Old stone houses came tumbling down...

Towns like Ivoire are way, way down on the list to receive aid (“We were ignored,” said the community leaders bluntly)– and given the condition of the road, that’s not hard to imagine. But Heifer made the decision to facilitate the rebuilding of 110 homes here because it knew the people, and how organized and dedicated the community was.

“When we saw that people were willing to walk 3 hours carrying tin for roofs of houses, and haul bags of sand and cement up on motorcycles, we knew Heifer had to help,” Ewaldy Estil, the Heifer Northern Regional Coordinator, told the packed congregation that had gathered to sing, dance, and ceremoniously present us with heaping baskets of grapefruit, cabbages and sugar cane.

“When I am here, I forget all about the road conditions, because you inspire me with your community, your solidarity and your faith!” Ewaldy went on – which was entirely true. There was no way you could not be happy you were there…and not wish you could do more to help these people who are so intent upon helping themselves.

The face of resilience

Everyone in Ivoire gets involved!

Even as I write this, Pierre Ferrari, Heifer’s CEO, is scrambling to convince donors to invest the materials (and transportation!) to rebuild 160 more homes in Ivoire. Each house requires 28 bags of cement and 28 metal sheets, and beyond that, Heifer pays four categories of contractors to ensure quality of construction: brickbuilders ($22); mason ($89); carpenter ($38) and welder ($8), for a total cost of $900 for a 250-square foot house. From there, the homeowner and neighbors finish all the other work.

Once you see Ivoire and meet the people who somehow remain joyous and hopeful despite the strife, setbacks and isolation, it’s impossible to forget them. And the road down? It was a breeze.

Categories: Agriculture, Animals, Haiti, Heifer International, Photography, Travel | Tags: , , , , , , , , , | 28 Comments

Staring at goats.

On my first day in Haiti, I made the not-so-brilliant deduction that traveling with Heifer CEO Pierre Ferrari and his adorable wife Kimberly Youngblood; Heifer VP/Director of the Americas Oscar Castaneda; and Heifer Haiti Country Manager Hervil Cherubin, put me in a whole new league.

A band? Just for me??

Instead of sidling into town relatively unnoticed (except for being blindingly white), I was now part of fancy celebrations and major attention. Like our first stop: the opening of Heifer’s big new Goat Breeding Center in Montrouis (pronounced Mont-wee) on the beautiful northern coast of Haiti, which represents the first step in Heifer’s $18.7 million plan to ignite Haiti’s rural economic recovery.

When you’re trying to make some developmental headway in the confounding conundrum that is Haiti, the prospect can be so daunting, it’s hard to know where to start. But often, the most obvious place is staring you right in the face.And that is exactly where Heifer International is putting its stake in the ground: with the basic development tools of animals, food, and farms through its new REACH program (Rural Entrepreneurs for Agricultural Cooperation in Haiti). When you look at the numbers, it makes all the sense in the world. Out of about one million small farms in Haiti, 85% raise poultry, 65% have goats, 55% cattle, and 35% pigs. Yet, those efforts are not coordinated, the stock is poor, and markets are far-flung and inaccessible to farmers.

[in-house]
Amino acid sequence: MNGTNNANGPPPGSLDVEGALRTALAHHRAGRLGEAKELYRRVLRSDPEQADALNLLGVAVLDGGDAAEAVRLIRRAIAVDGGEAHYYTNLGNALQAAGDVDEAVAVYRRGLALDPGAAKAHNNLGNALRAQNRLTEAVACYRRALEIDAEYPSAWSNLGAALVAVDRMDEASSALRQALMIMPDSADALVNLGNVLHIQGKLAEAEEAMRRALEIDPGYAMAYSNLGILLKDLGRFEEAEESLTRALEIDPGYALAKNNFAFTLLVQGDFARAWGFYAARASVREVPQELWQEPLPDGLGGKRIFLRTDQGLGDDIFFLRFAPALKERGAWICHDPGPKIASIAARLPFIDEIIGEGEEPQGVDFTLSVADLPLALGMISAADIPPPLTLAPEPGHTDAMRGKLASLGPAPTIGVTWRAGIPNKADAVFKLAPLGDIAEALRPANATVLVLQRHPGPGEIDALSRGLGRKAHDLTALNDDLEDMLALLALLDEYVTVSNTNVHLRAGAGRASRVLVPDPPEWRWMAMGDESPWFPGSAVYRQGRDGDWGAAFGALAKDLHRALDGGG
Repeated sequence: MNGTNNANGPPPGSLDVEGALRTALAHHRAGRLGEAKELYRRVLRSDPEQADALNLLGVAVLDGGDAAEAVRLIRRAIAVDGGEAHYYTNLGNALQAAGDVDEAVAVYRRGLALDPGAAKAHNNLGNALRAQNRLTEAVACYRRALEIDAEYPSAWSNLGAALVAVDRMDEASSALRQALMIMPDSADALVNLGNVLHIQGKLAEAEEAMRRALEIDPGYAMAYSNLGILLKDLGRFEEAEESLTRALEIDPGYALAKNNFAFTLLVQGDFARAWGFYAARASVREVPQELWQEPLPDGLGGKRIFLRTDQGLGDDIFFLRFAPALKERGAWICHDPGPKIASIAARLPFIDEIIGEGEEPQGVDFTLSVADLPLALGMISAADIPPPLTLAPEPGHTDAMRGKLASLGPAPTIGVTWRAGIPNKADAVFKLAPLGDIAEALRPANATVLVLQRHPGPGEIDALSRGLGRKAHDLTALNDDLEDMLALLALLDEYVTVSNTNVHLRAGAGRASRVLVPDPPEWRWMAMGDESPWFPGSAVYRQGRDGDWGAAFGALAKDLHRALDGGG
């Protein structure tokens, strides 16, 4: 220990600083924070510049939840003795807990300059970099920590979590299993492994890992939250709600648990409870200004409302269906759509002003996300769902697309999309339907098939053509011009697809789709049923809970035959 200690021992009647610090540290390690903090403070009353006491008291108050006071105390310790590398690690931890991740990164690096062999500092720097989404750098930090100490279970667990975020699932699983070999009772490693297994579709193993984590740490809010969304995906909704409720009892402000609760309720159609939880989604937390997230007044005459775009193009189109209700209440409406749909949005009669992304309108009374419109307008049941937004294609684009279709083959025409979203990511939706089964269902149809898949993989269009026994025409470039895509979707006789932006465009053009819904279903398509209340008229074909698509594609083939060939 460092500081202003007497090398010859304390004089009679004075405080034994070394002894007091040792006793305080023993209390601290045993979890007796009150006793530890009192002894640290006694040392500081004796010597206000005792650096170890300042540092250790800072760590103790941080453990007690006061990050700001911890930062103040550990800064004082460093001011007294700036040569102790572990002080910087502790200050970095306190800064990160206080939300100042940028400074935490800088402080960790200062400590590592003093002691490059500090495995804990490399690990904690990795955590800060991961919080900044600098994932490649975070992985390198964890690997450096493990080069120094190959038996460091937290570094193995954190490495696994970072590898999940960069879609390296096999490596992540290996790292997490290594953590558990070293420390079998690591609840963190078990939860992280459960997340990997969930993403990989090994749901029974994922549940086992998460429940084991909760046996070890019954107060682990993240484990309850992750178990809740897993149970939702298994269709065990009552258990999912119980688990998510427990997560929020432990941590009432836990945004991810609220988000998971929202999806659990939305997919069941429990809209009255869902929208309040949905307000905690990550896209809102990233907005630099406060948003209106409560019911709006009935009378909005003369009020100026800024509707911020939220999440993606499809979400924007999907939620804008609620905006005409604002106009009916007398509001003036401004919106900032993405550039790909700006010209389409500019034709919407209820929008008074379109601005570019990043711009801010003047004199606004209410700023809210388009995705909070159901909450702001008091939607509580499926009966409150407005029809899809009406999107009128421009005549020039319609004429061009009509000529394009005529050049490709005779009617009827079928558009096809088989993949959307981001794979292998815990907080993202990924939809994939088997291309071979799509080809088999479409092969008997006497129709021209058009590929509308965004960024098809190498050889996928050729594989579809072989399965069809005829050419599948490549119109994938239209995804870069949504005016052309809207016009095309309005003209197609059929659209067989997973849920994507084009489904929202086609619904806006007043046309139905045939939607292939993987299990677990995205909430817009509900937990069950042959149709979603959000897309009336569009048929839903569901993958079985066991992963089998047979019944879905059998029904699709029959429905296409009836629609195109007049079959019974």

MST, Tet Kole & Heifer -- Heads Together!

So Heifer partnered with Tèt Kole Ti Peyizan Ayisyen (Heads Together Small Producers of Haiti), the oldest peasant group in Haiti born covertly in 1970 during the Duvalier dictatorship, and with MST Landless Workers’ Movement of Brazil, to build this 270- square meter, 180-goat breeding center and 10,000-chick poultry center, along with a water-capturing system from a source 5.5 kilometers away.

The Neutra House/Chicken Breeding Center

The centers are beautiful (built with recycled pallets!) but the really gorgeous thing is what they represent for the future: A better breed of goats and chickens that can incrementally improve livestock bloodlines. The coordinated training of Community Animal Health workers who can teach other farmers to grow forage crops, fruit trees, compost, and breed their animals in the healthiest, most productive way. And the development of value chains to bring farmers together to establish new markets and increase their incomes by 100%.

Heifer’s ambitious plan is to select the most successful and entrepreneurial farmers (at least 30% of them women) from these training programs and provide them with the animals and business acumen to start 100 goat and 50 pig breeding centers throughout Haiti, with an ultimate reach of improving the lives of 20,250 farming households. Now that’s reproduction at its finest!Still, there’s a long way to go before Haiti comes anywhere close to being able to feed itself. Even before the  $31 million of agricultural damage in the 2010 quake, and the 70% loss of its crops in the 2008 hurricane season, Haiti was importing 51% of its food, at a crushing expense to its 9 million people. Heifer needs to raise $13 million to make this program a reality, and then there are five years of hard rowing ahead.

Even feeding animals is a challenge in Haiti.

But to paraphrase Robert Frost & the Nine Inch Nails, the only way out is through.

As I was standing on the top of the Montrouis cliff overlooking the ocean, listening to the wind and hearing the bleating of goats, imagining the magic of water soon transforming dry grasses into crops, that prospect didn’t seem so bleak.

Women from Montrouis

Not really bleak at all.

Categories: Agriculture, Animals, Haiti, Photography, Travel | Tags: , , , , , , , , , , , , , , , , , , , | 27 Comments